Using Setting As Character In Your Writing
In recently reading Per Petterson’s latest novel, I Refuse (Graywolf Press, 2015), I was reminded of the talent of many writers, such as Petterson, to elevate setting to the level of character in their fiction. In this essay I discuss “setting as character” and cite examples from contemporary literature. In the Writers’ Notes, I provide some ideas for creating settings that act as characters.
“Every story would be another story, and unrecognized . . . if it took up its characters and plot and happened somewhere else.” – Eudora Welty
It’s hard to imagine Norwegian Per Petterson’s novels and short stories taking place anywhere else but in the cold, stark landscape of Scandanavia. Canadian Alistair McLeod’s novels and short stories belong to the wild and windy Cape Breton Island of Nova Scotia. And the distinctive but brutal land of double-wide trailers, aging cars, and lost souls that dominates the novels and short stories of American writer Ron Rash is distinctly Appalachia.
These three writers bring setting out of the background, where it dwells in most fiction, and deliver it to the forefront, where they breathe full life into it. They blend setting, plot, and character so skillfully that it’s hard to distinguish one from the other.
Setting is “not a flat, static backdrop against which our characters move and speak,” writes Jill Nelson. “It is a living, fluid element with which our characters interact much like another character in the story.” And setting encompasses more than geography—it includes the culture, economy, religion, politics, and values of a place and its people—with the power to dramatically shape character and plot.
“Reading a Petterson novel,” declares a Time review, “is like falling into a northern landscape painting—all shafts of light and clear palpable chill.” These paintings act as both friend and foe for the characters who inhabit them. Nature, one of the major “characters” in his fiction, said Petterson during an Economist interview, “is something I have taken with me from my childhood; the body exposed to the threat of the physical world and at the same time being at home in it. But of course, I write about it because it is there, especially here in Norway. If you go 15 minutes out of any town, you are in the woods, looking out on the sea, or up in the mountains.”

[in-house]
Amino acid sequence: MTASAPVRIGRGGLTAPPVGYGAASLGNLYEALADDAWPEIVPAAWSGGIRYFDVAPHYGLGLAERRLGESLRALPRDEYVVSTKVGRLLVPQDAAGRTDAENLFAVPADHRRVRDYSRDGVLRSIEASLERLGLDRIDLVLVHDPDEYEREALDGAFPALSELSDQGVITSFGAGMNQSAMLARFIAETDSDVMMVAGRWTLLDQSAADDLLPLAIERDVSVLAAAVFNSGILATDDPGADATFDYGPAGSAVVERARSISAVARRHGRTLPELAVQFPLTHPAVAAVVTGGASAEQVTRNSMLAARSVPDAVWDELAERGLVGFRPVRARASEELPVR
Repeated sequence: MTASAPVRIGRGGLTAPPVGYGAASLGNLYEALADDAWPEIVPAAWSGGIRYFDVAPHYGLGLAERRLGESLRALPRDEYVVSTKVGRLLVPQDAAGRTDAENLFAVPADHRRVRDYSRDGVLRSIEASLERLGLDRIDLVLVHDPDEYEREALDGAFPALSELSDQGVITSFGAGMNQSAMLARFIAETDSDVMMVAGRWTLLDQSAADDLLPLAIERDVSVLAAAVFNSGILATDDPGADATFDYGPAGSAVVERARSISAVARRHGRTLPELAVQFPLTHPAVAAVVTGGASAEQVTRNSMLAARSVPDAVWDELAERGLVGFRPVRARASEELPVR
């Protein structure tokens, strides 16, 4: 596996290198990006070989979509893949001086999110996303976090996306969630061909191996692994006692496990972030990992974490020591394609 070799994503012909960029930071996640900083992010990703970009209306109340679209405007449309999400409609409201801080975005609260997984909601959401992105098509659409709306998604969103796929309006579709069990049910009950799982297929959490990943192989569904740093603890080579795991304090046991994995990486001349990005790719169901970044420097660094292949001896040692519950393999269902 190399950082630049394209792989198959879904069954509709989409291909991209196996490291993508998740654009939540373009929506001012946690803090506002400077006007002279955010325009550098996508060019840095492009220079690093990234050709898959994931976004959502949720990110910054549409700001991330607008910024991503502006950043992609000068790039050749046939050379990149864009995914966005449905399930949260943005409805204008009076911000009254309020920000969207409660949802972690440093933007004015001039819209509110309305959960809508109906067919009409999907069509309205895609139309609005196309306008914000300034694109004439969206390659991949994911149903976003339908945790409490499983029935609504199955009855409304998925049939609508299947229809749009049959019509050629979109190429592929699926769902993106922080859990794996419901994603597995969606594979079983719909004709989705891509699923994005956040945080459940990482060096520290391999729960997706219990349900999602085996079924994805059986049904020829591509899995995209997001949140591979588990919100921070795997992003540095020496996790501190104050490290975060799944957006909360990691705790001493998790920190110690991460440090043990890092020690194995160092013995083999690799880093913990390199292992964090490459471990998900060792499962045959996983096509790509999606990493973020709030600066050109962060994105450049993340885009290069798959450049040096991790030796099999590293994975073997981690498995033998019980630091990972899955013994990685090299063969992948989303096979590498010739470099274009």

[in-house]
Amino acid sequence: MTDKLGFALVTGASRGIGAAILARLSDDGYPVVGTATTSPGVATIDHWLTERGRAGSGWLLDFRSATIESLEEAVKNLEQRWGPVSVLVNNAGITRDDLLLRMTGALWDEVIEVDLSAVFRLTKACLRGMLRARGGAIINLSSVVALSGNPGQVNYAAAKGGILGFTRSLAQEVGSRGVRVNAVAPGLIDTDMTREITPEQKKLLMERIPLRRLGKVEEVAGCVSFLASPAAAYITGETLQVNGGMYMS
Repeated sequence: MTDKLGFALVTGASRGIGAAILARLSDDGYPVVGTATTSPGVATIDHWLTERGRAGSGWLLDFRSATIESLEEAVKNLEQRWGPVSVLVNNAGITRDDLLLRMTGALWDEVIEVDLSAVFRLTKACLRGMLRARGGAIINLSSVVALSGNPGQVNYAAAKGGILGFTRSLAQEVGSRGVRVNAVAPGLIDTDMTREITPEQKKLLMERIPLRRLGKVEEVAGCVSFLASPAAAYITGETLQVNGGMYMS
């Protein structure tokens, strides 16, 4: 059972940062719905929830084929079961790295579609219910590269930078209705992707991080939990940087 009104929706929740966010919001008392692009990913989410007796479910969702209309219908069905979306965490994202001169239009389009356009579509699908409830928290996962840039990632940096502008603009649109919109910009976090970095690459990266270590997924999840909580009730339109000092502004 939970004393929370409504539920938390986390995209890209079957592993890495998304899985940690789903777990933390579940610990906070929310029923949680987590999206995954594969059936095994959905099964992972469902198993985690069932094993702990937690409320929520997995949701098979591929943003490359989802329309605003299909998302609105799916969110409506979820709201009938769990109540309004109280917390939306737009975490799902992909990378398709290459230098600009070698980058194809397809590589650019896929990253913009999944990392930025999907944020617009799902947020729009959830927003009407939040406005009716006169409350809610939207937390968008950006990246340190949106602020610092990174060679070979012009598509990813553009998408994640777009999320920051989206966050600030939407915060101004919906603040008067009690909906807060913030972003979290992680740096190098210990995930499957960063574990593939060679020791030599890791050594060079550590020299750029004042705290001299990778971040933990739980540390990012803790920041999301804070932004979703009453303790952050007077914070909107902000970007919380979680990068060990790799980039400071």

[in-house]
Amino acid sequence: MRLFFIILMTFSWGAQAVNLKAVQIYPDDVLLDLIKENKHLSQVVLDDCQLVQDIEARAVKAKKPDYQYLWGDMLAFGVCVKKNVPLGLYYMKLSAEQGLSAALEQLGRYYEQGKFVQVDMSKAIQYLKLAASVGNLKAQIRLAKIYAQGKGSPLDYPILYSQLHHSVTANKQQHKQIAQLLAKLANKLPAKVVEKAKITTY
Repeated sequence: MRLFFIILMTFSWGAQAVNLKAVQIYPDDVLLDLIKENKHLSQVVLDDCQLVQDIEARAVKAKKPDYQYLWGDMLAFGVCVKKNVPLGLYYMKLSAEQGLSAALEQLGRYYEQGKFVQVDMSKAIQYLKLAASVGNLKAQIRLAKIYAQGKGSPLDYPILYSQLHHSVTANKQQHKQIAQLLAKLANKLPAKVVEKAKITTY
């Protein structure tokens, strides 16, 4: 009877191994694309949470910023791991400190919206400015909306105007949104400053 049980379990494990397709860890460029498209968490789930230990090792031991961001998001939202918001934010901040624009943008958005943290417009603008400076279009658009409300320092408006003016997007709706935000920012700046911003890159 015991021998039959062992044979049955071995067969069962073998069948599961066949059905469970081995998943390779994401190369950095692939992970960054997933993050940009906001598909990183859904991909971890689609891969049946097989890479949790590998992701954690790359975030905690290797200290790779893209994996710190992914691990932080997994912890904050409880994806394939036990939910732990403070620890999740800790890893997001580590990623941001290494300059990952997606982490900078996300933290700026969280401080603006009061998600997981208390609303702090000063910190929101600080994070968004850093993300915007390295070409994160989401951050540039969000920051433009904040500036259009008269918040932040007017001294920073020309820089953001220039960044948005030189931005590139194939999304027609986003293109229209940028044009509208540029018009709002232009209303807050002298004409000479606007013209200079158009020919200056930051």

Petterson describes the landscape in stark and sparse prose in the same way he treats his characters. His stoic characters often live and work alone, “in contemplative isolation or listening to the silence of the Norwegian countryside,” many of their thoughts and actions determined by their surroundings.
The narrator of Out Stealing Horses, who moves to an isolated cabin in a forest at the age of 67, confesses:
All my life I have longed to be alone in a place like this. Even when everything was going well, as it often did. I can say that much. That it often did. I have been lucky. But even then, for instance in the middle of an embrace and someone whispering words in my ear I wanted to hear, I could suddenly get a longing to be in a place where there was only silence. Years might go by and I did not think about it, but that does not mean that I did not long to be there. And now I am here, and it is almost exactly as I had imagined it.
Alistair MacLeod had a talent for “turning geography into character,” wrote New York Times reviewer Martin Arnold. Most of his stories are set in Cape Breton on the eastern shore of Canada where he grew up. “His characters are fishermen, a ‘mad woman’ lighthouse keeper, loggers, miners, their wives and children and their ancestors back many generations. And always the geography.” As they battle the generosity and cruelness of their environment to make a living, MacLeod’s characters live with the daily threat of death at sea, on the land, or underground in the mines.